Albany Takes Strides to Reduce GHGs

Possible Revenue Sources to Implement 2010 Climate Action Plan (CAP)

AlbanyGreenhouse-Reduction-Plan2In 2006, Albany’s City Council committed the city to reduce greenhouse gas pollution (GHGs) by 2020 to 25% less than the amount it released in 2004. In 2010 the City Council adopted a Climate Action Plan (CAP) with measures to reach this goal.

Since then, Albany’s Sustainability Committee has worked on a revenue source to fund implementation of some of the CAP measures. For instance, Albany has yet to develop and implement residential and commercial energy conservation ordinances, which would require upgrading building energy efficiency at the time of sale. This is due to a lack of funding for staff to develop and implement such ordinances.

The Committee has recommended a two percent tax on imported building energy (electricity and natural gas) to provide funds for reducing GHGs. Accounts enrolled in California Alternative Rates for Energy (CARE) would be exempted. CARE provides reduced cost energy for low-income households. With this structure, the proposed tax would raise about $200,000 per year.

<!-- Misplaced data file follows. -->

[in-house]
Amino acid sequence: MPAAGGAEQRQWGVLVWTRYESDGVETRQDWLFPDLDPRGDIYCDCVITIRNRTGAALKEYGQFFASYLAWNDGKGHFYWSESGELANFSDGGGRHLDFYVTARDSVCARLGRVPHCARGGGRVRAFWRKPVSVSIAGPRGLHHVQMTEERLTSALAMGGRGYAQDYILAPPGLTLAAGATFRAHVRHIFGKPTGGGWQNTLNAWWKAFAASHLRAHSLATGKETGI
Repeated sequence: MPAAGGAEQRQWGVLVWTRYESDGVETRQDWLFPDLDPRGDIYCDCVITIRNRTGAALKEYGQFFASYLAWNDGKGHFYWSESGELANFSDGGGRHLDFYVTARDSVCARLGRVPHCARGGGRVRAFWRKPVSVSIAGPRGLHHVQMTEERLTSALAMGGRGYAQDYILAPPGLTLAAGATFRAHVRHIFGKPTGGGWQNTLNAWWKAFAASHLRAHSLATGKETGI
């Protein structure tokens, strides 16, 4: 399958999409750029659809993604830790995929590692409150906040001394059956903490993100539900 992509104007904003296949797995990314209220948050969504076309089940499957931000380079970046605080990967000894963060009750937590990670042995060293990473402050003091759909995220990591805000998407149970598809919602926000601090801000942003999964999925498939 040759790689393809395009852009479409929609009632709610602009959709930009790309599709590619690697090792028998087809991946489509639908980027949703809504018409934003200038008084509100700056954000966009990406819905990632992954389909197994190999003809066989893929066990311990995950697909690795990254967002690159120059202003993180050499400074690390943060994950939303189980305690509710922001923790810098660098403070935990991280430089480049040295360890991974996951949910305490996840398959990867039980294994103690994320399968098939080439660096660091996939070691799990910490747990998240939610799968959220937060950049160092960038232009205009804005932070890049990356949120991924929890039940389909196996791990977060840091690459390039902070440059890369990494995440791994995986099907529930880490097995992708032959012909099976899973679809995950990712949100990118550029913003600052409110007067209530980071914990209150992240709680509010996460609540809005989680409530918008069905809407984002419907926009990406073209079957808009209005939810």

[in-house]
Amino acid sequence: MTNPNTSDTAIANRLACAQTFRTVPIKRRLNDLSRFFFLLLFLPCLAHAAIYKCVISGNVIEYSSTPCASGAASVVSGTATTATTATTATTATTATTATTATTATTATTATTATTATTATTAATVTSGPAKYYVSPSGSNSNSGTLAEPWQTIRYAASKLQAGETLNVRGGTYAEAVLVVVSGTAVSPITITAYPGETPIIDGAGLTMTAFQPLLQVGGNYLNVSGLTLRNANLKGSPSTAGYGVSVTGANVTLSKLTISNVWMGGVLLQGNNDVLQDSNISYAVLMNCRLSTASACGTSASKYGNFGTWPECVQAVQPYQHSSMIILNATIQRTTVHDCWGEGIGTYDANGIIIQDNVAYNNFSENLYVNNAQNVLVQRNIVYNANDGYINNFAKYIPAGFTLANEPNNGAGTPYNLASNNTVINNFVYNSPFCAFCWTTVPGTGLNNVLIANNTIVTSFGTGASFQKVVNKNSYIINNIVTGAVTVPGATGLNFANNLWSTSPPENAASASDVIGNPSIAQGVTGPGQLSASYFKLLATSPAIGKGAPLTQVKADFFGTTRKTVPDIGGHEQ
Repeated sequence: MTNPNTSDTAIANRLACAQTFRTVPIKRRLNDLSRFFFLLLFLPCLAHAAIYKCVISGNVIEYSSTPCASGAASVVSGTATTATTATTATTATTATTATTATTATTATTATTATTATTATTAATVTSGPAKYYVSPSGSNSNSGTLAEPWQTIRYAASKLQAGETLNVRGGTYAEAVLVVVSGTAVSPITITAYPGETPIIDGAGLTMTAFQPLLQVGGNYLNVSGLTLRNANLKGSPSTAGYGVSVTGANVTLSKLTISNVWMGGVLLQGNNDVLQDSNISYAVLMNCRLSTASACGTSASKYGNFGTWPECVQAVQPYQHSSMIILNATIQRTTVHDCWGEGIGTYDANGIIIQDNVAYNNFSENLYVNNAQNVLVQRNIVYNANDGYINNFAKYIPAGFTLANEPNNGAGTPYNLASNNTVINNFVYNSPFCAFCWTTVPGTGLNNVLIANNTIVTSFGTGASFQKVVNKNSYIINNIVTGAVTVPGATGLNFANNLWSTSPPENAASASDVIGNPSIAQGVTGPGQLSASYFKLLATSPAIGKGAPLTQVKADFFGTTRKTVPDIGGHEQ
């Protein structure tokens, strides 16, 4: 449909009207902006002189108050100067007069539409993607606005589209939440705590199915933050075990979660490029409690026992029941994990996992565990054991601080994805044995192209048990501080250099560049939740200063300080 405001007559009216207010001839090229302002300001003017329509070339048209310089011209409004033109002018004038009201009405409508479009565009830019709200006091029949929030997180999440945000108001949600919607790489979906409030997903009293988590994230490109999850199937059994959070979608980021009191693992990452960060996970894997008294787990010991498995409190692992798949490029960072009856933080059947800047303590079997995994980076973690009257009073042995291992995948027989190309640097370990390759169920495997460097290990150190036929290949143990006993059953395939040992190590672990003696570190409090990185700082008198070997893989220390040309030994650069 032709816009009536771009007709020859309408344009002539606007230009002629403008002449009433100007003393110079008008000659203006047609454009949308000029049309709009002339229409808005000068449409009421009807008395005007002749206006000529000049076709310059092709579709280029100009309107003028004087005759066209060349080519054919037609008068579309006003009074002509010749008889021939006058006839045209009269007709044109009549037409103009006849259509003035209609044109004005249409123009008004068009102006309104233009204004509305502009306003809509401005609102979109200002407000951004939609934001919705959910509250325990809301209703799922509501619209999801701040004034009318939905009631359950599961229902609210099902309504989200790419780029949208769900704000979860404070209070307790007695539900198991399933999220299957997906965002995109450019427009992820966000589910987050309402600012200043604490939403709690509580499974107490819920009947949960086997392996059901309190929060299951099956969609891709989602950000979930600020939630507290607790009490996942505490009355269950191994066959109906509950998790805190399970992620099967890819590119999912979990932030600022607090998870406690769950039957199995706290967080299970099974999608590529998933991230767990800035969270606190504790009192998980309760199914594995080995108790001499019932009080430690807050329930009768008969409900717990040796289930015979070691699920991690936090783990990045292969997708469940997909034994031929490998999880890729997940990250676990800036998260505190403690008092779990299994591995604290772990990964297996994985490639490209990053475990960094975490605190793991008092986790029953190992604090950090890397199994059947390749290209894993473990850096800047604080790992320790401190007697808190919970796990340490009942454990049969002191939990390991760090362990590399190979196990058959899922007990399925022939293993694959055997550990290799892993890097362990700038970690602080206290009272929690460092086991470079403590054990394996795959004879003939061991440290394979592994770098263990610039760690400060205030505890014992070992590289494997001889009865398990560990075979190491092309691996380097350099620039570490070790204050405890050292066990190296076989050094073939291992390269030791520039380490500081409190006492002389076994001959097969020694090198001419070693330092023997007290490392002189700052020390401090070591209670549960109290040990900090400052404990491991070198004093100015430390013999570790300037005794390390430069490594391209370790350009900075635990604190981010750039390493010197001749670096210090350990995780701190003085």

The Committee recommends dedicating the revenue to mandatory building energy assessments (following Berkeley’s lead), subsidizing energy conservation retrofits, and providing a fund for grant matches and staff research.

LWVBAE sent a letter supporting the revenue measure as proposed, which Action Chair Jill Martinucci reinforced by public comment to the City Council. A majority of the Council commented in support of putting the proposed  measure on the ballot. However, there was concern that operating the three proposed programs simultaneously on the proposed revenue would not be feasible.

In response to this, the local group Carbon Neutral Albany has proposed the building energy assessments should be funded in the first years and the energy retrofit subsidies in the later years. This would allow the development of the latter program to be based on data gathered from the former program, as well as the best findings from this active  research area.

If placed on the ballot and passed, this tax measure would be a model for other cities and counties to increase the cost of polluting while using the revenue to reduce pollution.

I am grateful for LWVBAE’s support in this endeavor.

– Preston Jordan

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